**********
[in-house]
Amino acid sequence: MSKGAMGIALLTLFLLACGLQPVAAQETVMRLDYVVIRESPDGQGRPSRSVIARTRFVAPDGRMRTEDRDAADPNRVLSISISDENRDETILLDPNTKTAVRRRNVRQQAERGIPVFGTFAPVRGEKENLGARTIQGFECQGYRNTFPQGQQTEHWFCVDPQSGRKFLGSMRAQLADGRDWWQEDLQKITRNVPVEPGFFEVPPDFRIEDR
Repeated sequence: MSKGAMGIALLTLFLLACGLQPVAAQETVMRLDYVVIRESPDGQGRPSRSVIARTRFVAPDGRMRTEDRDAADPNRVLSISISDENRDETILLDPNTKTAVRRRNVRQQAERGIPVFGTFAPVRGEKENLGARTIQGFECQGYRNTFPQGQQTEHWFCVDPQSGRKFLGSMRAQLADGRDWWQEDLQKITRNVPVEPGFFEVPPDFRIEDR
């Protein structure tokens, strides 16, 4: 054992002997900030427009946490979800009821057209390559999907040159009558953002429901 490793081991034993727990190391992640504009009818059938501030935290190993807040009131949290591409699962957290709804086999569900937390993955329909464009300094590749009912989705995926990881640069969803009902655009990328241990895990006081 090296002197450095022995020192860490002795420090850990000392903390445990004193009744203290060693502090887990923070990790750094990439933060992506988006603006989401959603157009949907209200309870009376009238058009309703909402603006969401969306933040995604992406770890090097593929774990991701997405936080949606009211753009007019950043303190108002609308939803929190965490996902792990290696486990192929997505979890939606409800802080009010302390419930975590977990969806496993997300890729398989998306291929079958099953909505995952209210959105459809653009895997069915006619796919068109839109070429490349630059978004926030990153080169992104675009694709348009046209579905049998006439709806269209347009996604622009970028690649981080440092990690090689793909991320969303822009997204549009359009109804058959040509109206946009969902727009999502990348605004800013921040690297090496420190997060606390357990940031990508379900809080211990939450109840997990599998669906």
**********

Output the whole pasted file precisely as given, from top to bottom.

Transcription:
[in-house]
Amino acid sequence: MSKGAMGIALLTLFLLACGLQPVAAQETVMRLDYVVIRESPDGQGRPSRSVIARTRFVAPDGRMRTEDRDAADPNRVLSISISDENRDETILLDPNTKTAVRRRNVRQQAERGIPVFGTFAPVRGEKENLGARTIQGFECQGYRNTFPQGQQTEHWFCVDPQSGRKFLGSMRAQLADGRDWWQEDLQKITRNVPVEPGFFEVPPDFRIEDR
Repeated sequence: MSKGAMGIALLTLFLLACGLQPVAAQETVMRLDYVVIRESPDGQGRPSRSVIARTRFVAPDGRMRTEDRDAADPNRVLSISISDENRDETILLDPNTKTAVRRRNVRQQAERGIPVFGTFAPVRGEKENLGARTIQGFECQGYRNTFPQGQQTEHWFCVDPQSGRKFLGSMRAQLADGRDWWQEDLQKITRNVPVEPGFFEVPPDFRIEDR
């Protein structure tokens, strides 16, 4: 054992002997900030427009946490979800009821057209390559999907040159009558953002429901 490793081991034993727990190391992640504009009818059938501030935290190993807040009131949290591409699962957290709804086999569900937390993955329909464009300094590749009912989705995926990881640069969803009902655009990328241990895990006081 090296002197450095022995020192860490002795420090850990000392903390445990004193009744203290060693502090887990923070990790750094990439933060992506988006603006989401959603157009949907209200309870009376009238058009309703909402603006969401969306933040995604992406770890090097593929774990991701997405936080949606009211753009007019950043303190108002609308939803929190965490996902792990290696486990192929997505979890939606409800802080009010302390419930975590977990969806496993997300890729398989998306291929079958099953909505995952209210959105459809653009895997069915006619796919068109839109070429490349630059978004926030990153080169992104675009694709348009046209579905049998006439709806269209347009996604622009970028690649981080440092990690090689793909991320969303822009997204549009359009109804058959040509109206946009969902727009999502990348605004800013921040690297090496420190997060606390357990940031990508379900809080211990939450109840997990599998669906």